Frankly, trying to prepare a family dinner with one sorry, serrated knife circa 1970 and a decorative chopping board shaped like a pig is no fun at all. Most holiday properties contain only a bare minimum of second- rate kitchen equipment, so it makes sense to take a survival kit.
Back in my days as a wannabe chef, I used to think it rather pretentious that colleagues always arrived on the scene with a long canvas wallet containing their knives tucked under their arms, in much the same fashion that students will strut around a university campus flashing a copy of Schopenhauer. But these days if I am cooking in someone else's kitchen then I don't leave home without my knives. No electricity supply is surmountable and with a bucket and a freshwater pump, I can live without running water; but no knives - no dinner.
As well as a bread knife and a good fish filleting knife, I also take my own potato peeler, kitchen scissors and, if I'm going to the coast, an oyster knife or special opener. Next on my list is a decent chopping board, and sieves. And you can bet your life there won't be any rubber gloves or Clingfilm.
To make the difference between thriving and surviving, there is also a handful of ingredients that I prefer not to leave to chance. I remember having lunch at Le Caprice in Mayfair with Camellia Punjabi, author of 50 Great Curries of India. As she placed her order for roast lamb with gravy she delved into her handbag and surreptitiously pulled out a green chilli, handed it to the waiter and said "ask the chef to chop this into my gravy will you?". It is a case of horses for courses. The Outer Hebrides require a very different list than the Mediterranean, where there is little you cannot do without. But wherever I go, saffron filaments are a must, and perhaps a decent curry powder, fennel seeds, cumin and paprika. Vanilla pods, lemon grass, ginger root and bay leaves are useful, as are fresh chillies and dried wild mushrooms, sesame seeds, pine-nuts, tinned anchovies and a jar of capers. Depending on the destination, I might cram in some olive oil, sesame oil, a red wine vinegar and hunk of Parmesan.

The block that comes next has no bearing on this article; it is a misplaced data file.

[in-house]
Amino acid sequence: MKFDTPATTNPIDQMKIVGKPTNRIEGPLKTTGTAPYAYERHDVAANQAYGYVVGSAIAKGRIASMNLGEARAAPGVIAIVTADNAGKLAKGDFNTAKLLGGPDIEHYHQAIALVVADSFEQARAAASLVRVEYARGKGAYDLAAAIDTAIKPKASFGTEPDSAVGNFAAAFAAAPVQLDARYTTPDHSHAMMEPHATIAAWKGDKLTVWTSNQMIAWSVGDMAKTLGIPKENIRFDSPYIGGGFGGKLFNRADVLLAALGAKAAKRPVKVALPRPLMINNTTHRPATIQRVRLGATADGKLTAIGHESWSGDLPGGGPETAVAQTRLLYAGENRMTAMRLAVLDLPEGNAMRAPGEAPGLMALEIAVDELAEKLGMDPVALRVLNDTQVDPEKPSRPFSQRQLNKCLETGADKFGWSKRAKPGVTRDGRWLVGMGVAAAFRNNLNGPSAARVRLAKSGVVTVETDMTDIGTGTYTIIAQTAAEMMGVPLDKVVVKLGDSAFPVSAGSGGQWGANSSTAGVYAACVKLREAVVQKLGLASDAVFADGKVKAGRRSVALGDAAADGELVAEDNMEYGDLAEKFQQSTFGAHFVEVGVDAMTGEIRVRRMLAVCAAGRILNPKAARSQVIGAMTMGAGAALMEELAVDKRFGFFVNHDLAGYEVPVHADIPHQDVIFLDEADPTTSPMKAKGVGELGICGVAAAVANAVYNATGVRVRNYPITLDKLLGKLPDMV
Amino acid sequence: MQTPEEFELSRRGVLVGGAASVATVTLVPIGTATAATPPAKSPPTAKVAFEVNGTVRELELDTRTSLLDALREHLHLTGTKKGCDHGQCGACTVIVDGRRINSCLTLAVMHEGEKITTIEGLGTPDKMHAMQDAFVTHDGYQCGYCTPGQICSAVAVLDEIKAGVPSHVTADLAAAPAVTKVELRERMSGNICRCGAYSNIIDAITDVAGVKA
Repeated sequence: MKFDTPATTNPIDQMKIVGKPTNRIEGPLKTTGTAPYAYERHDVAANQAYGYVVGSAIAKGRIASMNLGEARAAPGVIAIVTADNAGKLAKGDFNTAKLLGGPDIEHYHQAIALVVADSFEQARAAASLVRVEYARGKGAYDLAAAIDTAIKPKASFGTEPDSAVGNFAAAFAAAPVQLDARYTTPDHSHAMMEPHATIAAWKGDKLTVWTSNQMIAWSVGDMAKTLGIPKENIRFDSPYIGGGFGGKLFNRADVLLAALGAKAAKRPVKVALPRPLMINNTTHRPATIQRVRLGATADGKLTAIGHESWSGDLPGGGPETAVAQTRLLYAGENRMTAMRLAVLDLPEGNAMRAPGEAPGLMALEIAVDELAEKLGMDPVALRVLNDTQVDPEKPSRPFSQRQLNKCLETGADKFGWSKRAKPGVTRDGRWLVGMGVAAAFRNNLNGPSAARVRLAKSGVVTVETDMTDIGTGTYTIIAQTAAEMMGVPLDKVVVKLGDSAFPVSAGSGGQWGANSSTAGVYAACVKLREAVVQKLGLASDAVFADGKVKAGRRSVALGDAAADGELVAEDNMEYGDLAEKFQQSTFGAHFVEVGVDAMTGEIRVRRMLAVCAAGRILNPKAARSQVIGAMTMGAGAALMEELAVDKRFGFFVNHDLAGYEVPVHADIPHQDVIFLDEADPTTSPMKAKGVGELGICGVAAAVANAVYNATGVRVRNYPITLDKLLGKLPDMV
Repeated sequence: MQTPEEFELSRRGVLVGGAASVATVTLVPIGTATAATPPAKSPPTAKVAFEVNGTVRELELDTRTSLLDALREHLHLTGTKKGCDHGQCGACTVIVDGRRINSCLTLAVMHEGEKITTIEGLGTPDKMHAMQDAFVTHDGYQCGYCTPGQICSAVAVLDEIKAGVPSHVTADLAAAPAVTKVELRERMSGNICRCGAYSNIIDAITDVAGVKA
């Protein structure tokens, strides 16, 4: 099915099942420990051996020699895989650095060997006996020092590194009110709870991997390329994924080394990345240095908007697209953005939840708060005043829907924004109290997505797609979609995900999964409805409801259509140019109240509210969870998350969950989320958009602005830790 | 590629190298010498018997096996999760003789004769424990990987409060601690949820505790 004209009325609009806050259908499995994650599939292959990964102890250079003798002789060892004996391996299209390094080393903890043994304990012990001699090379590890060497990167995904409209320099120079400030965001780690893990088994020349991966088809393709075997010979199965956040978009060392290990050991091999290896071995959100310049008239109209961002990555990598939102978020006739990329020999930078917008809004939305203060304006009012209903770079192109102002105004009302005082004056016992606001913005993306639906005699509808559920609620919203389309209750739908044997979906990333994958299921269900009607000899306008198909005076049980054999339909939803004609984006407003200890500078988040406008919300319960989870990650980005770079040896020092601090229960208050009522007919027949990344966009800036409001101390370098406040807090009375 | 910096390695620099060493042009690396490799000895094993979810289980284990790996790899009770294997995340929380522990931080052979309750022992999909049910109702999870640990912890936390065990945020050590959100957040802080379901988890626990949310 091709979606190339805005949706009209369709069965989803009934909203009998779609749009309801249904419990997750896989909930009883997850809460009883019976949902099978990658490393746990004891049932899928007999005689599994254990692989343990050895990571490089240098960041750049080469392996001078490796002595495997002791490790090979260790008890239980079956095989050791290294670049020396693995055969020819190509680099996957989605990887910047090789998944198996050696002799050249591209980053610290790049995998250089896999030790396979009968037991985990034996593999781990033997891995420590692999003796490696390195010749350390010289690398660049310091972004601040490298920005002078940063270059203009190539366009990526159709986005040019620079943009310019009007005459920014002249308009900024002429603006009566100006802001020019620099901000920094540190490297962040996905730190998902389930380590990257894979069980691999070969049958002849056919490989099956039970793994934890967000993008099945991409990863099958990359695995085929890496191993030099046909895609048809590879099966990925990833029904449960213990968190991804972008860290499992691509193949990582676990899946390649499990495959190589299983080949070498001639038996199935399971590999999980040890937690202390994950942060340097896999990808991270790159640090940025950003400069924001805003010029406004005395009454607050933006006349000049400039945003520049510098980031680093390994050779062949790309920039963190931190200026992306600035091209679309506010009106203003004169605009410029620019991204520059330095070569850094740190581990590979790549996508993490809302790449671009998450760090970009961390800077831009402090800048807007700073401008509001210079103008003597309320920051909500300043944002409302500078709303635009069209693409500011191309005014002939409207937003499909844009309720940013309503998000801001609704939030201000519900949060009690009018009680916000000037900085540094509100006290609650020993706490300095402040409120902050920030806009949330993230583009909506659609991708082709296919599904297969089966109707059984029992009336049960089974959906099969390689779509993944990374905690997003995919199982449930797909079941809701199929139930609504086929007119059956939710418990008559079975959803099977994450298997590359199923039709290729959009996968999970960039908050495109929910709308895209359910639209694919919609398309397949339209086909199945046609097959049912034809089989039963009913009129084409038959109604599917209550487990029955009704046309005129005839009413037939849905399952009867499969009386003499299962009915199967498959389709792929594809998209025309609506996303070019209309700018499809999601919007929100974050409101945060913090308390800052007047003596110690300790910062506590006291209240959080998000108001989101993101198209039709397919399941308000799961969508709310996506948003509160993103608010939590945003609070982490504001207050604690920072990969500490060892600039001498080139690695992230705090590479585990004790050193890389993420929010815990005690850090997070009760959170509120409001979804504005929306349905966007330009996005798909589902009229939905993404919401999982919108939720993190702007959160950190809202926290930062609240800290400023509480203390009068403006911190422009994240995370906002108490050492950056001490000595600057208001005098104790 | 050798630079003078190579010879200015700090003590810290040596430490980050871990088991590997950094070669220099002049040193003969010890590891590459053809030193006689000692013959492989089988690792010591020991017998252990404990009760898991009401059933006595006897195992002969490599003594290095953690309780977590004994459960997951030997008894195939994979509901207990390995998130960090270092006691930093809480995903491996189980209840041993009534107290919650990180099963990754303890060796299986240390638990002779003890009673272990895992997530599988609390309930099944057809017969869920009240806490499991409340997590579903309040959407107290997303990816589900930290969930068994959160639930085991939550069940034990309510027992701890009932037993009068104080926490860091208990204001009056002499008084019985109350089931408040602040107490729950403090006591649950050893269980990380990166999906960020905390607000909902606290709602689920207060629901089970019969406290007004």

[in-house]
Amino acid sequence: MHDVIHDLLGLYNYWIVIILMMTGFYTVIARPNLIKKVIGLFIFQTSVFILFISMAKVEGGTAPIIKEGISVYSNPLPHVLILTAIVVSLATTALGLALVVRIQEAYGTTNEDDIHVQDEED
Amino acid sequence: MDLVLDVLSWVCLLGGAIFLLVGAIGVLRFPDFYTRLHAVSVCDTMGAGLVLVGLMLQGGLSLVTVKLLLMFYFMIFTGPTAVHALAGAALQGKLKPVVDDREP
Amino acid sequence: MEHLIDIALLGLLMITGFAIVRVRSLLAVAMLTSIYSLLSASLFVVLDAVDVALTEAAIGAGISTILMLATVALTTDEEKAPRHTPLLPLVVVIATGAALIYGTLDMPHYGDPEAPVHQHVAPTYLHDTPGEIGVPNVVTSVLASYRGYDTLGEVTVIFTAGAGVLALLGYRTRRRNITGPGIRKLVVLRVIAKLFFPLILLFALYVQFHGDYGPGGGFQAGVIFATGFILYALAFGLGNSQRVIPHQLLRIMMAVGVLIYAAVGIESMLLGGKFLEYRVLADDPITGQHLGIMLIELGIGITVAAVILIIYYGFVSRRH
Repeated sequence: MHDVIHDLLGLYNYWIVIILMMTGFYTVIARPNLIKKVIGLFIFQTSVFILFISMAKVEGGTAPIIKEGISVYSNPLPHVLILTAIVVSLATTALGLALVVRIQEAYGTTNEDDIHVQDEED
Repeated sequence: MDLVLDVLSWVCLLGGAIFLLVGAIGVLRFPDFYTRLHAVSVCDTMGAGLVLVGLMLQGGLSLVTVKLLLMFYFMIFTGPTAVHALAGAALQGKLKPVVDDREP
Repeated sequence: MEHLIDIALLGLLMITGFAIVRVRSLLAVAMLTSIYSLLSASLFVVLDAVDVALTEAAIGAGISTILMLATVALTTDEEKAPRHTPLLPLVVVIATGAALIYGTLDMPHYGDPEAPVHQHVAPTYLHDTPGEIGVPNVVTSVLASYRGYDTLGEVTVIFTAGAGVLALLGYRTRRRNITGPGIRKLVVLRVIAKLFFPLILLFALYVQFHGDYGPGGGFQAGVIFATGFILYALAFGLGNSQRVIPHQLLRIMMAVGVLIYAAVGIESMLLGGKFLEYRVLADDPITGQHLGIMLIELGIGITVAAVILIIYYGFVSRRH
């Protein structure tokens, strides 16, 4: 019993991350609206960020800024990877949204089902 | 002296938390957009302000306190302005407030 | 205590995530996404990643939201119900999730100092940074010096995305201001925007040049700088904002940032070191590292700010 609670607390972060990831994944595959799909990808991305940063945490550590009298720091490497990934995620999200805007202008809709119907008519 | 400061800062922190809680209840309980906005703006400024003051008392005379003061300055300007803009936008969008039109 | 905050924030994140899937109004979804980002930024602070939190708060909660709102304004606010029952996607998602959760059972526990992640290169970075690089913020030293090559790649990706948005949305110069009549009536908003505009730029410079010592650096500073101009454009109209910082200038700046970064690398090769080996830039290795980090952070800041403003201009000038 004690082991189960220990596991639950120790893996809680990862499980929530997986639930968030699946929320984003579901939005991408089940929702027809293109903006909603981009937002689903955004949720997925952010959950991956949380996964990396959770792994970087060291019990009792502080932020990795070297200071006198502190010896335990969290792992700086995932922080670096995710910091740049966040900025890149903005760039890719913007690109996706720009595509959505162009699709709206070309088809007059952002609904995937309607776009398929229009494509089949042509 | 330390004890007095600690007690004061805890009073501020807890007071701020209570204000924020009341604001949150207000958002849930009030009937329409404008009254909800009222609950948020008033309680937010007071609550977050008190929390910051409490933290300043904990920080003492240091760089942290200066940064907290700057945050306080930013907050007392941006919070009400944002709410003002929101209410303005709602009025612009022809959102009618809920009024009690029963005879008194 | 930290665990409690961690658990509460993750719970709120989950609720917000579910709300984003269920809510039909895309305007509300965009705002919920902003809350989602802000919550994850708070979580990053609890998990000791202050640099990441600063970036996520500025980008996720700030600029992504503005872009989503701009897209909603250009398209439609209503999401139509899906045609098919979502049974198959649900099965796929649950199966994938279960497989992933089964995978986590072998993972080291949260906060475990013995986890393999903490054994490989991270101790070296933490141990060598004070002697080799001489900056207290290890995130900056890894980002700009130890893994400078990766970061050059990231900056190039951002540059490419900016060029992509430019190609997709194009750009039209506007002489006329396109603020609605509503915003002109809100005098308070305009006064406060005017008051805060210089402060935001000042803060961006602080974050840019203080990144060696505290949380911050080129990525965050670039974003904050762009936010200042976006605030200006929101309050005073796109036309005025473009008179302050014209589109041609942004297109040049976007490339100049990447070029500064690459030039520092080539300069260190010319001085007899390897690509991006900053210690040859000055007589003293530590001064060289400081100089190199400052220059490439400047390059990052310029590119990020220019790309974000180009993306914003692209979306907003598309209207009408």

Beyond this we are dealing with those wierd people like myself who actually enjoy cooking on holiday and take their pasta machine and the appropriate flour. This is not as daft as it might sound - what could be more enjoyable during the few hours between leaving the big sunny outdoors and sitting down for dinner than knocking up a few ravioli?
However, I have one friend who took the whole business too far. He thought his holiday in France a good opportunity to test out his new ice-cream maker on the assembled mob of children, but was in such a relaxed frame of mind that he omitted to read the instruction leaflet. The motor burnt out on the inaugural batchReuse content